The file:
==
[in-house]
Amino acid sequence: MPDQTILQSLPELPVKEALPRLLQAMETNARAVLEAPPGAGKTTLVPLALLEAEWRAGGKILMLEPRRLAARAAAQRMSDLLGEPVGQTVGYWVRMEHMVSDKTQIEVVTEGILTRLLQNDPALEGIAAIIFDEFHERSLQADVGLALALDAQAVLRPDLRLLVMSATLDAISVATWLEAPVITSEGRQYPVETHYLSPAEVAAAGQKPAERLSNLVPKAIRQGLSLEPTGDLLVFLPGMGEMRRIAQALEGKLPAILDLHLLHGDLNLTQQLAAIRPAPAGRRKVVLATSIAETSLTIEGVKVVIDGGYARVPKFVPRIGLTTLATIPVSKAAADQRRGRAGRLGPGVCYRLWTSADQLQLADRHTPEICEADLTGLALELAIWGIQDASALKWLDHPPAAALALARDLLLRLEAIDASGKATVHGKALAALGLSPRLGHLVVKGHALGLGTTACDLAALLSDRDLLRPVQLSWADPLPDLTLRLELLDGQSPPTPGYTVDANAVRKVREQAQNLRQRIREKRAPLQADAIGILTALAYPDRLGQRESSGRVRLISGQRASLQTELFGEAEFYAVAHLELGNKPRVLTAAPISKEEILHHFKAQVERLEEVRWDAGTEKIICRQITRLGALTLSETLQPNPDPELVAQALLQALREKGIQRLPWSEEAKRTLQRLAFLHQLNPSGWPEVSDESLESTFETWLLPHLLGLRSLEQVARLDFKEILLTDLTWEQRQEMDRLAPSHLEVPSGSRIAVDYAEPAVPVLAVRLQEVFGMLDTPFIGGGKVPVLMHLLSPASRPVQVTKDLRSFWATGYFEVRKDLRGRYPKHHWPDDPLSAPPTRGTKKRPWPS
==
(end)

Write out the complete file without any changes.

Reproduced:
[in-house]
Amino acid sequence: MPDQTILQSLPELPVKEALPRLLQAMETNARAVLEAPPGAGKTTLVPLALLEAEWRAGGKILMLEPRRLAARAAAQRMSDLLGEPVGQTVGYWVRMEHMVSDKTQIEVVTEGILTRLLQNDPALEGIAAIIFDEFHERSLQADVGLALALDAQAVLRPDLRLLVMSATLDAISVATWLEAPVITSEGRQYPVETHYLSPAEVAAAGQKPAERLSNLVPKAIRQGLSLEPTGDLLVFLPGMGEMRRIAQALEGKLPAILDLHLLHGDLNLTQQLAAIRPAPAGRRKVVLATSIAETSLTIEGVKVVIDGGYARVPKFVPRIGLTTLATIPVSKAAADQRRGRAGRLGPGVCYRLWTSADQLQLADRHTPEICEADLTGLALELAIWGIQDASALKWLDHPPAAALALARDLLLRLEAIDASGKATVHGKALAALGLSPRLGHLVVKGHALGLGTTACDLAALLSDRDLLRPVQLSWADPLPDLTLRLELLDGQSPPTPGYTVDANAVRKVREQAQNLRQRIREKRAPLQADAIGILTALAYPDRLGQRESSGRVRLISGQRASLQTELFGEAEFYAVAHLELGNKPRVLTAAPISKEEILHHFKAQVERLEEVRWDAGTEKIICRQITRLGALTLSETLQPNPDPELVAQALLQALREKGIQRLPWSEEAKRTLQRLAFLHQLNPSGWPEVSDESLESTFETWLLPHLLGLRSLEQVARLDFKEILLTDLTWEQRQEMDRLAPSHLEVPSGSRIAVDYAEPAVPVLAVRLQEVFGMLDTPFIGGGKVPVLMHLLSPASRPVQVTKDLRSFWATGYFEVRKDLRGRYPKHHWPDDPLSAPPTRGTKKRPWPS